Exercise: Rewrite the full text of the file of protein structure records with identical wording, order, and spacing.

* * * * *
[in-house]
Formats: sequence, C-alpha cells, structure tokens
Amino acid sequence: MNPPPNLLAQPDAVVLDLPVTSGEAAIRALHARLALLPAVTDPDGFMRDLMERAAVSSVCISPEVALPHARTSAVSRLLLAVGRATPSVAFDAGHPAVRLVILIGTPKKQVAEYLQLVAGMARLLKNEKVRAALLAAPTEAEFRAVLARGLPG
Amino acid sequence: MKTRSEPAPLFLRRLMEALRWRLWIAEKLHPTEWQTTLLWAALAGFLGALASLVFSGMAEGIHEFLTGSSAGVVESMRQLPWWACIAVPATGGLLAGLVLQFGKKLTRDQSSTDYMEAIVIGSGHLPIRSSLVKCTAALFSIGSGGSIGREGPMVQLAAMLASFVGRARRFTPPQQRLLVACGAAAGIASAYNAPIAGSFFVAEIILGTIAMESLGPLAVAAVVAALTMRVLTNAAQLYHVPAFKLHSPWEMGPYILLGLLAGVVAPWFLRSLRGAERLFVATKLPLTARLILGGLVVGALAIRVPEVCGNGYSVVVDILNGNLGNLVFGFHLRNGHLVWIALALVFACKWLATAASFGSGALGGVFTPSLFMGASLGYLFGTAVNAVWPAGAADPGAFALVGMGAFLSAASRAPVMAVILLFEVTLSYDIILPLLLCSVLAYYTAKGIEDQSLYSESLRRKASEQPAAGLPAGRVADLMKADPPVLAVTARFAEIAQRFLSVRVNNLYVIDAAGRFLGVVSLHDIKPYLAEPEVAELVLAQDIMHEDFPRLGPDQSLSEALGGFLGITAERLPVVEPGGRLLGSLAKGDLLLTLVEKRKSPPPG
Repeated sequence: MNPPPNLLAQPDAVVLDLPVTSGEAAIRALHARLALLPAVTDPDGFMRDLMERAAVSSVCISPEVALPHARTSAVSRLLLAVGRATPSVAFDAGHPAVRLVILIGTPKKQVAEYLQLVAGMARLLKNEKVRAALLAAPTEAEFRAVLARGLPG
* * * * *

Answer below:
[in-house]
Formats: sequence, C-alpha cells, structure tokens
Amino acid sequence: MNPPPNLLAQPDAVVLDLPVTSGEAAIRALHARLALLPAVTDPDGFMRDLMERAAVSSVCISPEVALPHARTSAVSRLLLAVGRATPSVAFDAGHPAVRLVILIGTPKKQVAEYLQLVAGMARLLKNEKVRAALLAAPTEAEFRAVLARGLPG
Amino acid sequence: MKTRSEPAPLFLRRLMEALRWRLWIAEKLHPTEWQTTLLWAALAGFLGALASLVFSGMAEGIHEFLTGSSAGVVESMRQLPWWACIAVPATGGLLAGLVLQFGKKLTRDQSSTDYMEAIVIGSGHLPIRSSLVKCTAALFSIGSGGSIGREGPMVQLAAMLASFVGRARRFTPPQQRLLVACGAAAGIASAYNAPIAGSFFVAEIILGTIAMESLGPLAVAAVVAALTMRVLTNAAQLYHVPAFKLHSPWEMGPYILLGLLAGVVAPWFLRSLRGAERLFVATKLPLTARLILGGLVVGALAIRVPEVCGNGYSVVVDILNGNLGNLVFGFHLRNGHLVWIALALVFACKWLATAASFGSGALGGVFTPSLFMGASLGYLFGTAVNAVWPAGAADPGAFALVGMGAFLSAASRAPVMAVILLFEVTLSYDIILPLLLCSVLAYYTAKGIEDQSLYSESLRRKASEQPAAGLPAGRVADLMKADPPVLAVTARFAEIAQRFLSVRVNNLYVIDAAGRFLGVVSLHDIKPYLAEPEVAELVLAQDIMHEDFPRLGPDQSLSEALGGFLGITAERLPVVEPGGRLLGSLAKGDLLLTLVEKRKSPPPG
Repeated sequence: MNPPPNLLAQPDAVVLDLPVTSGEAAIRALHARLALLPAVTDPDGFMRDLMERAAVSSVCISPEVALPHARTSAVSRLLLAVGRATPSVAFDAGHPAVRLVILIGTPKKQVAEYLQLVAGMARLLKNEKVRAALLAAPTEAEFRAVLARGLPG